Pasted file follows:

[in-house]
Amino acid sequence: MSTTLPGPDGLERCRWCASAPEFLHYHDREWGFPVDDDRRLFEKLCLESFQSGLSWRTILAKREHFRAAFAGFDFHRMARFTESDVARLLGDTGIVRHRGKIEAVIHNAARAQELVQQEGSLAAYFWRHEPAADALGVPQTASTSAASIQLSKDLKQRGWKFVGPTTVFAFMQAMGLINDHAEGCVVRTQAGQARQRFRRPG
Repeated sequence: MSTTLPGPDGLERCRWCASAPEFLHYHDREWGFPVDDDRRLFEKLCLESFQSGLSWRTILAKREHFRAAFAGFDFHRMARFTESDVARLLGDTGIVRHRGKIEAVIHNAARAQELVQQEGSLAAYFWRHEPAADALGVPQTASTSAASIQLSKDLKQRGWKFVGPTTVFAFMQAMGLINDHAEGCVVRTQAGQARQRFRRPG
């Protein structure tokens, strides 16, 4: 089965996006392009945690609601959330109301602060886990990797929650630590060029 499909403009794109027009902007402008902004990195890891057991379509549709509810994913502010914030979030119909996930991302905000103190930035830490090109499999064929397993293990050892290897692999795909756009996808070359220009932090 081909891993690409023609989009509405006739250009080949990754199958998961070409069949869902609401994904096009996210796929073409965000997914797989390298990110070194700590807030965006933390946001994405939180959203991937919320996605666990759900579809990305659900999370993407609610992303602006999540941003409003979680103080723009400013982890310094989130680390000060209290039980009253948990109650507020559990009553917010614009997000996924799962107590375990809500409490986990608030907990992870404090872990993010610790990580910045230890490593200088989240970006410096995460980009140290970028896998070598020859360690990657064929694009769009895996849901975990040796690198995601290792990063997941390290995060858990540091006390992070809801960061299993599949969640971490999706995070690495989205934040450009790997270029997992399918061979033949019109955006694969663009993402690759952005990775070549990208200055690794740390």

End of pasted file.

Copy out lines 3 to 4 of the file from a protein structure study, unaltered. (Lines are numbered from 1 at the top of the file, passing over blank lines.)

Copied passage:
Repeated sequence: MSTTLPGPDGLERCRWCASAPEFLHYHDREWGFPVDDDRRLFEKLCLESFQSGLSWRTILAKREHFRAAFAGFDFHRMARFTESDVARLLGDTGIVRHRGKIEAVIHNAARAQELVQQEGSLAAYFWRHEPAADALGVPQTASTSAASIQLSKDLKQRGWKFVGPTTVFAFMQAMGLINDHAEGCVVRTQAGQARQRFRRPG
């Protein structure tokens, strides 16, 4: 089965996006392009945690609601959330109301602060886990990797929650630590060029 499909403009794109027009902007402008902004990195890891057991379509549709509810994913502010914030979030119909996930991302905000103190930035830490090109499999064929397993293990050892290897692999795909756009996808070359220009932090 081909891993690409023609989009509405006739250009080949990754199958998961070409069949869902609401994904096009996210796929073409965000997914797989390298990110070194700590807030965006933390946001994405939180959203991937919320996605666990759900579809990305659900999370993407609610992303602006999540941003409003979680103080723009400013982890310094989130680390000060209290039980009253948990109650507020559990009553917010614009997000996924799962107590375990809500409490986990608030907990992870404090872990993010610790990580910045230890490593200088989240970006410096995460980009140290970028896998070598020859360690990657064929694009769009895996849901975990040796690198995601290792990063997941390290995060858990540091006390992070809801960061299993599949969640971490999706995070690495989205934040450009790997270029997992399918061979033949019109955006694969663009993402690759952005990775070549990208200055690794740390």